Lunch 11 am-3 pm, "apertivo" 3-6 pm, dinner 6-10 pm Monday-Saturday. $$ Moderate.
[CURED MEATS] The first restaurant in Oregon where the staff can legally serve its retail batches of cured and dry-aged meat, which opened last December in a cozy, white subway-tiled space that looks like a butcher's counter mated with a wine bar, is no one-trick pony. While Elias Cairo spends his days hand-mixing and -packing sausages for house and wholesale orders, chef Jason Barwikowski incorporates those links into a delicious, eclectic lineup of small plates. The ever-changing charcuterie plate acts as the salumeria's greatest-hits CD: Sometimes you'll find salty, pungent saucisson sec, an Alsatian sausage flecked with garlic and black pepper that tastes like a European vacation. There are tiny gherkins, blobs of mustard, a tender chorizo and a big herby, creamy pork-rillette fat bomb. On another day, it's a hard Spanish salchichon that releases creamy and melty bursts of fat and nutmeg with each bite. At lunch there are hefty sandwiches, like a house sopressata on ciabatta amped up with marinated white anchovies; omelettes; soups; and jewel-bright English peas kissed with mint and ricotta. Dinner has a vibe similar to that of Clyde Common, where Barwikowski and his sous, Paul Oppliger, first tinkered with cooked and cured meats. The servers are laid-back yet knowledgeable, the prices bearable, and the small plates are big enough for three people to have one hefty bite each. You will have a glass of wine or a funky beer. There are sweets, too, like a rhubarb galette with sour-cream ice cream—but, come on, let's have pancetta with fried egg for dessert. KELLY CLARKE.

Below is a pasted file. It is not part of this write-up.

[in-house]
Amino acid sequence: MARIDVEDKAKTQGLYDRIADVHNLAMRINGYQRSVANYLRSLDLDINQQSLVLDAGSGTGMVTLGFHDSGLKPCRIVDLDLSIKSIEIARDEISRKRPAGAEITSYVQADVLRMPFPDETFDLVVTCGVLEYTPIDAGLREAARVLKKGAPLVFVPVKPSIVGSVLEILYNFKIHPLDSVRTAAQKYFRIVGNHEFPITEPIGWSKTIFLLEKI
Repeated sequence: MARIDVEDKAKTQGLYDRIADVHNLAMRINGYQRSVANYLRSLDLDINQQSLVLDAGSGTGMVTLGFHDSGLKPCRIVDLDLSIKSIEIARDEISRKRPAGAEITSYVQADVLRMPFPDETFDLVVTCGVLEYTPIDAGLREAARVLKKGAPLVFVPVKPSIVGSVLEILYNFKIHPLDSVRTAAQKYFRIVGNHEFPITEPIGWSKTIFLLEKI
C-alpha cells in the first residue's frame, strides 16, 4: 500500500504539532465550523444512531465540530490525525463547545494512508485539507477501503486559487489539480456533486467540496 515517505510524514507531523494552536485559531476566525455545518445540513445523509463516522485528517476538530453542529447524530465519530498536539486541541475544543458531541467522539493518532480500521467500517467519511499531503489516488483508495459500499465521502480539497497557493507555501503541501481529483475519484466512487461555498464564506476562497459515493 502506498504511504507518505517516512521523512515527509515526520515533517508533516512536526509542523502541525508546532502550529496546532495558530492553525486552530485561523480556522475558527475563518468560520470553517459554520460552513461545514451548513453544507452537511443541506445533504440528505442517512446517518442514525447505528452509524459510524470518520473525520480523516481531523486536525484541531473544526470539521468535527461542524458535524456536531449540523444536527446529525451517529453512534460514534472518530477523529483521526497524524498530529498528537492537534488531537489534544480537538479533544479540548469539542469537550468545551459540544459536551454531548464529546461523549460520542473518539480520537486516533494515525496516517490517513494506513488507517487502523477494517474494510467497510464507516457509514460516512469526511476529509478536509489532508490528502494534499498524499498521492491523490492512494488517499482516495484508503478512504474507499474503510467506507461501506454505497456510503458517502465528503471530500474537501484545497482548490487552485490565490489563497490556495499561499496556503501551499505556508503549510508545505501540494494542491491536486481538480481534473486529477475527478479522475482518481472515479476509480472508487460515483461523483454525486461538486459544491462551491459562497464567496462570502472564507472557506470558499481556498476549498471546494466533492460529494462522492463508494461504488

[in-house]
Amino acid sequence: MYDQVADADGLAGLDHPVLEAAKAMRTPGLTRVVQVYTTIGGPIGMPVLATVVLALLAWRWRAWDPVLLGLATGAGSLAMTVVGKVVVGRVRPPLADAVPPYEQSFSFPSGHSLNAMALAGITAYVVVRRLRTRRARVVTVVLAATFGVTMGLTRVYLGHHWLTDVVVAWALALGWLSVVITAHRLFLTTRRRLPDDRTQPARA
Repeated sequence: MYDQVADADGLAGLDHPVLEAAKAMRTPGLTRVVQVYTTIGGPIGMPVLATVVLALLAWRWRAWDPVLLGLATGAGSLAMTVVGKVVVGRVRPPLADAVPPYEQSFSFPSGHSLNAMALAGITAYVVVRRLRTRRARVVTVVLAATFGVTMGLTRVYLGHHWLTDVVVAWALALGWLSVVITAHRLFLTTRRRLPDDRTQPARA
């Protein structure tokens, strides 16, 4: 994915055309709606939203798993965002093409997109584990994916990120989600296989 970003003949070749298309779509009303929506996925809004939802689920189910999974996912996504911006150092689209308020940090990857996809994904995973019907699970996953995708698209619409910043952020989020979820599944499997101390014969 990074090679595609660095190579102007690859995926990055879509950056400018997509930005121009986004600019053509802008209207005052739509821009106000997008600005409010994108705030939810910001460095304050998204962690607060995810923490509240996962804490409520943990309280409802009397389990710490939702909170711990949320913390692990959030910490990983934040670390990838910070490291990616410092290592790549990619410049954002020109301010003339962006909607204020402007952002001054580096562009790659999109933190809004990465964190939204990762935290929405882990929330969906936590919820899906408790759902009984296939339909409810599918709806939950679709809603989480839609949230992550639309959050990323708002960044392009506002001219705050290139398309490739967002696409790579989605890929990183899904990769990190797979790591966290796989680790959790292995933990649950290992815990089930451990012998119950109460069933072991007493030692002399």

Ideal meal: Best pork and beans ever. Saucisson sec, pancetta and sauerkraut to go from the packed deli case.
Best deal: My God, the charcuterie plate.